An editorial calendar makes it easy for people to work together, helping them follow a plan.
What if there’s only you in your business? Does it make sense to create an editorial calendar? Absolutely, but for different reasons.
If your plan is in your head, writing it out will reduce stress – now you don’t have to remember it. Handwriting activates the creative part of your brain and your memory. More importantly, having a plan will prep your brain to be on the lookout for appropriate content.
You can use fancy spreadsheets, or find a detailed editorial calendar online. You can use coloured file cards, sheets of paper, or a whiteboard. The most important thing is that it works for y-o-u. It doesn’t have to be like anyone else’s editorial calendar.
Of course, before you create an editorial calendar, you need to generate a bunch of content ideas.
If you are like me, your content ideas may not be well organized. Creating an editorial calendar forces you to create organization among the chaos (another benefit).
Here are three suggestions for creating your editorial calendar. These are simple and easily customized (even combined) to work for any small business owner who doesn’t need a super fancy system for managing content plans.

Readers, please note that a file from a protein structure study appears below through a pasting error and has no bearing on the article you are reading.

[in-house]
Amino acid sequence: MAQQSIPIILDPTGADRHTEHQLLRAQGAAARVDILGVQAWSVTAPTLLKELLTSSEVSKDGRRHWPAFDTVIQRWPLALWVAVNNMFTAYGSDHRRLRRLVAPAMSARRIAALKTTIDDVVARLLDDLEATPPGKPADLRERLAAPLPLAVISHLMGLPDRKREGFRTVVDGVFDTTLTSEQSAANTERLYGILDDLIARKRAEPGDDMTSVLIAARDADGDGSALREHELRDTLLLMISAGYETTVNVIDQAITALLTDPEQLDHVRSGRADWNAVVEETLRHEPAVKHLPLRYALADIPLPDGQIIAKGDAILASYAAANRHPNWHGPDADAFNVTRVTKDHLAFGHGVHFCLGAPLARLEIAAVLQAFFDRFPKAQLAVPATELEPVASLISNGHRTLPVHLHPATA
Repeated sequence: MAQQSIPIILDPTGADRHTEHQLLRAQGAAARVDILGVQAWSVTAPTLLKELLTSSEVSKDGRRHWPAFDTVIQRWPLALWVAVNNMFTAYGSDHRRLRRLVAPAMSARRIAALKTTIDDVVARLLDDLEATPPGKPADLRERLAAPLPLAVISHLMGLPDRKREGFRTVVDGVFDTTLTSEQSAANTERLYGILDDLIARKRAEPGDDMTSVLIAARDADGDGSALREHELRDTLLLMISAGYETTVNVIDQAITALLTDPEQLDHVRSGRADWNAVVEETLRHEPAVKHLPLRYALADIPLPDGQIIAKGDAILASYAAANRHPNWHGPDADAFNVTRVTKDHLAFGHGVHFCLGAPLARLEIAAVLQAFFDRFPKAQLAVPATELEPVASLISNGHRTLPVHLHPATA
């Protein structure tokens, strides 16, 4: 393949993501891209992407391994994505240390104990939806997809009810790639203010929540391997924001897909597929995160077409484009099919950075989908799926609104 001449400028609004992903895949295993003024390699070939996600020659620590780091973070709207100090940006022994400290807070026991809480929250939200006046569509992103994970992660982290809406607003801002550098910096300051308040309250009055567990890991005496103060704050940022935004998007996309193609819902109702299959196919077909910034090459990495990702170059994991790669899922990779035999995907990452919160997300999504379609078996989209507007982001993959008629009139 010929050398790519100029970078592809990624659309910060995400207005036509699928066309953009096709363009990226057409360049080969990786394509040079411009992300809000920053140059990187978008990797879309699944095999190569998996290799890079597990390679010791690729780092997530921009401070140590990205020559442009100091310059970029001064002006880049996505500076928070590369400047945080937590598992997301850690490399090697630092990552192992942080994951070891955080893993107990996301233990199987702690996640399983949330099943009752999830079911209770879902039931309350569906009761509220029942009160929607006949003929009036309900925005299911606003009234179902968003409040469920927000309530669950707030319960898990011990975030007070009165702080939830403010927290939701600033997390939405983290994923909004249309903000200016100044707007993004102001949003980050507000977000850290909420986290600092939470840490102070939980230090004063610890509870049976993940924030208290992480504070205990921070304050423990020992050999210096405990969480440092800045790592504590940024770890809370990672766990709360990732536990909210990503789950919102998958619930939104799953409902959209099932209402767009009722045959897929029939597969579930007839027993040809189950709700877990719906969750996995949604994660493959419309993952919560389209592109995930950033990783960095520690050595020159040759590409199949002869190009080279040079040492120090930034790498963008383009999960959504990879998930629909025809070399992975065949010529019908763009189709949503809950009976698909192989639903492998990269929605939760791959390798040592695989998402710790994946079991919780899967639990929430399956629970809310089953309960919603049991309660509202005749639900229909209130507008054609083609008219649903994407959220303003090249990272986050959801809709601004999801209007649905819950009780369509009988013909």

#1. Big Picture View (whiteboard)
This is my preferred planning tool. It’s very fast and keeps my plan top of mind as it’s propped by my desk. I use two sheets of white corrugated plastic (backs of old transit signs). One is my active editorial calendar, reaching out for 6 months. The second becomes my active calendar as time goes on and plans change.
#2. Monthly or Weekly View (paper)
Another simple method – you already have everything you need at your desk. Use sheets of (coloured) paper, one for each month or week, as you prefer to plan. Transfer your content ideas from your idea catcher to your sheets on a regular schedule, perhaps once a week. Keep these sheets in a folder on your desk, or pinned up side-by-side near your desk. The more in-your-face, the better.
#3. Flexible View (file cards)
If you’ve read any of Sue Grafton’s mysteries, you know her private investigator Kinsey Millhone uses file cards to organize clues and generate new leads. Put all your content ideas on separate (coloured) file cards; this makes it easy to add inspiration as it comes to you. To organize your ideas, grab some (coloured) envelopes and label them by month/week, or whatever works for you. Sort your file cards into the envelopes, or use elastic bands and tags. As a bonus, these cards are mobile-friendly; throw them in your briefcase and review while waiting for your first coffee meeting. Carry around a few blanks for those ideas that hit you on the fly. To change your perspective, shuffle the cards as Kinsey does.
The only way to make an editorial calendar work best for you is to try it, and revise. Start somewhere. Make sure it is easily accessed, visual and tactile. Use stickers and highlighting to spark inspiration!
originally published in Work Better, Not Harder newsletter July 27, 2017